Documentary letter of credit

Safeguard your transactions with international customers. We offer the right solution – in the shape of a documentary letter of credit.


Note: Due to the promise to pay made by the foreign bank, a letter of credit offers the exporter greater surety than documentary collection. The bank will complete payment even if the importer is not able or willing to. In the case of a confirmed letter of credit, we provide you, as the exporter, with an additional promise of payment.


The bank’s obligation to pay

In the case of a documentary letter of credit, the importer’s bank makes a conditional promise to make payment to the exporter.

As the importer, you receive assurance that payment will only be made to the exporter upon presentation of the required documentation. You have significant influence over the transaction, as you define the conditions for the letter of the credit from the outset, such as delivery dates and shipment methods. As the importer, you make payment only after the goods have been shipped, and not in advance. A deferred letter of credit even allows you to pay the amount due from the revenue earned from the sale of the goods imported. You can therefore maintain your liquidity and avoid the costs associated with financing the purchase. As the exporter, the letter of credit gives you the certainty that the importer’s bank will complete payment upon presentation of the required documents even if the importer cannot or will not pay.


In the case of a confirmed letter of credit, we provide an additional promise of payment – over and beyond the promise made by the importer’s bank. This protects you against default on the part of the foreign bank and against political risks abroad. Upon presentation of the required documents, there are therefore three legal entities that have undertaken to pay you: the importer, the importer’s bank, and ourselves.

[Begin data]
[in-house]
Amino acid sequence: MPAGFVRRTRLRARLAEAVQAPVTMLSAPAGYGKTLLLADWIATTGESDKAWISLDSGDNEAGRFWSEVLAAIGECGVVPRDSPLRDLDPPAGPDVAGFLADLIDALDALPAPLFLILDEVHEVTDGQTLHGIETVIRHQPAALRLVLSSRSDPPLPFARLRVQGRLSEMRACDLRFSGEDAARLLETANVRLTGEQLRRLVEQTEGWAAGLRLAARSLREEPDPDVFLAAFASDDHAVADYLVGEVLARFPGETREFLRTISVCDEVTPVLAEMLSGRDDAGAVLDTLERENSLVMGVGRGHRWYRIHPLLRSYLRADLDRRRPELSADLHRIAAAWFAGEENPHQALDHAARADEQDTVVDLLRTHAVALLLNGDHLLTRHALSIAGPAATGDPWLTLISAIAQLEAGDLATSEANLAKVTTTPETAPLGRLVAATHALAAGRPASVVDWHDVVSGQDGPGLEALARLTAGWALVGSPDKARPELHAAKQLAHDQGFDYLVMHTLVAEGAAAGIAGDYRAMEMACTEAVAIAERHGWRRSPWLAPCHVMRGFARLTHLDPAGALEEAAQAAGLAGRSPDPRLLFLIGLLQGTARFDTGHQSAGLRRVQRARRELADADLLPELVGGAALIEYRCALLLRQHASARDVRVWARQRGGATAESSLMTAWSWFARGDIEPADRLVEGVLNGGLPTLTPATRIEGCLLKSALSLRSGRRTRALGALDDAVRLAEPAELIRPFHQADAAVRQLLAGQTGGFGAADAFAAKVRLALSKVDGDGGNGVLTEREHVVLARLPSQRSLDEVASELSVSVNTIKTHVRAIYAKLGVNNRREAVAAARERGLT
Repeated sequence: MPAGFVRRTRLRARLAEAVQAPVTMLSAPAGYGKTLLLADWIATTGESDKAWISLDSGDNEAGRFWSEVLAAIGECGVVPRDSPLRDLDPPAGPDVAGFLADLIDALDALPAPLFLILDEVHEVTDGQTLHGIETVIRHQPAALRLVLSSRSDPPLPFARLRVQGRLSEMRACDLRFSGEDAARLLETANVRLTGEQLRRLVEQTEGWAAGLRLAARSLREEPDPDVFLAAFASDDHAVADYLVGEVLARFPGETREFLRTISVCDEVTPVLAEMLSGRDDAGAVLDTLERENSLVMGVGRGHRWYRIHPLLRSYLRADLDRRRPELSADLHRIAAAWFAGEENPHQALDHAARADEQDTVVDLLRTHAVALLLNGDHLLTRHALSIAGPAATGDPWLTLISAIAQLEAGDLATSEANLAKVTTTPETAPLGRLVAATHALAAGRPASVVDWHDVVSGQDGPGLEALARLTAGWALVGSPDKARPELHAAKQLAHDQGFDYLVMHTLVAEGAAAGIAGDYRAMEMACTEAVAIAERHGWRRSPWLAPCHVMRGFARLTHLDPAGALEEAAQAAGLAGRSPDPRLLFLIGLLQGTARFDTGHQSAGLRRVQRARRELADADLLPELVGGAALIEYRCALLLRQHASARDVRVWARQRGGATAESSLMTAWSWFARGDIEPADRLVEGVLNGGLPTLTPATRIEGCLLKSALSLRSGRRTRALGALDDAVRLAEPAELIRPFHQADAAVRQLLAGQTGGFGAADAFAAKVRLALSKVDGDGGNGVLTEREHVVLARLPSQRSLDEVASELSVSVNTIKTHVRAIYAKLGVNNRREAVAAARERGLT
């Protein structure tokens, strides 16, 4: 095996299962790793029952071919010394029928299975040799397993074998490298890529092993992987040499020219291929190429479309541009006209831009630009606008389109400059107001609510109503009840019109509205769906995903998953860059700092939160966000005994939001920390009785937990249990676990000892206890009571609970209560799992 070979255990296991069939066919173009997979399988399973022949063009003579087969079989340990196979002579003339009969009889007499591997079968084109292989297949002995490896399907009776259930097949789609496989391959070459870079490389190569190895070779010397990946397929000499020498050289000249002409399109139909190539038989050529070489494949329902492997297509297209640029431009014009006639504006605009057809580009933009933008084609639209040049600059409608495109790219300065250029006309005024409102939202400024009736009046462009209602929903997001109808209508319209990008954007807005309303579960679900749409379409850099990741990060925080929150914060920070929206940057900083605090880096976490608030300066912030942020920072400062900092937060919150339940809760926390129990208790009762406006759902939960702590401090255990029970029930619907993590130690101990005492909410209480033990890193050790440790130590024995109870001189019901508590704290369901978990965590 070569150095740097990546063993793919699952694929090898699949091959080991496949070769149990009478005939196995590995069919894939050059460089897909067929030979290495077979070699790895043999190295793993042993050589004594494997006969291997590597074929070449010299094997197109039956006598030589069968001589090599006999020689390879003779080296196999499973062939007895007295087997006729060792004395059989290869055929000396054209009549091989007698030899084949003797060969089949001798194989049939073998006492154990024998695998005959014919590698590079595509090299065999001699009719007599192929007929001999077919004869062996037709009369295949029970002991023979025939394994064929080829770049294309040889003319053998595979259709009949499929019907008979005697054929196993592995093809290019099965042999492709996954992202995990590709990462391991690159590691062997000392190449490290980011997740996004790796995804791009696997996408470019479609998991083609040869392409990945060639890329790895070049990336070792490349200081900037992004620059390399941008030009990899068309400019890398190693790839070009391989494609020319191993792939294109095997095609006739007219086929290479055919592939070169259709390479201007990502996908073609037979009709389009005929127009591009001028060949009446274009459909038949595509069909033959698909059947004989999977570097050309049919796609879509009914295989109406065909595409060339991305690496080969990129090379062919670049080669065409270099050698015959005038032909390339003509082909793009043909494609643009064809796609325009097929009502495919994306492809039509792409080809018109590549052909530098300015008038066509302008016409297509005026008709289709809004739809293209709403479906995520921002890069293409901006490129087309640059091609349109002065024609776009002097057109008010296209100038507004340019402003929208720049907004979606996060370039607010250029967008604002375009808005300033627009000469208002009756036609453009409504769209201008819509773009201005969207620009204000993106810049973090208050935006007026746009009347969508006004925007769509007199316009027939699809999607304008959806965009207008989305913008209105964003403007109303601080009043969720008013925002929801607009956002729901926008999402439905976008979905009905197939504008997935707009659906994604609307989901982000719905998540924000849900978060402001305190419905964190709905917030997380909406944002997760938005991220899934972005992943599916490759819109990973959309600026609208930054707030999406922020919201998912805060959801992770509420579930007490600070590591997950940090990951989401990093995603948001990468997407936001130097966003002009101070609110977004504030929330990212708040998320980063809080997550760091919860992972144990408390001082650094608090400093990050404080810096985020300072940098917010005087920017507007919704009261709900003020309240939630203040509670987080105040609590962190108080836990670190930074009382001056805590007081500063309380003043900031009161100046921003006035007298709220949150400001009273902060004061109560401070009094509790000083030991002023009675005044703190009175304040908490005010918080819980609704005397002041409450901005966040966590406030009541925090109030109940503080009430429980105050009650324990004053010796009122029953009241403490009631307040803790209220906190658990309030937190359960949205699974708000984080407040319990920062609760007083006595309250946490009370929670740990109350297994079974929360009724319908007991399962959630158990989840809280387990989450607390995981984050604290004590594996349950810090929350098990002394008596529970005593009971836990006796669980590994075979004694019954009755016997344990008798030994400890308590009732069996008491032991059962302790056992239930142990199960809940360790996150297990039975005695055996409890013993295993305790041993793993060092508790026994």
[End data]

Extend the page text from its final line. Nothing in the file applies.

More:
Simplified confirmed letter of credit process

  1. Conclusion of a contract for the supply of goods between exporter and importer.
  2. The importer instructs their bank to open a letter of credit. The issuing bank verifies the importer’s credit rating, and opens a letter of credit.
  3. The issuing bank sends the letter of credit to the exporter’s bank requesting confirmation.
  4. The confirming bank verifies the credit rating of the issuing bank and notifies the exporter that a letter of credit has been opened and confirmed.
  5. Following shipment of goods from exporter to importer, the exporter presents the required documents to the confirming bank.
  6. After presentation of documents in compliance with the letter of credit, the agreed amount is paid to the exporter. At the same time, the documents are presented by the confirming bank to issuing bank, and from there to the importer.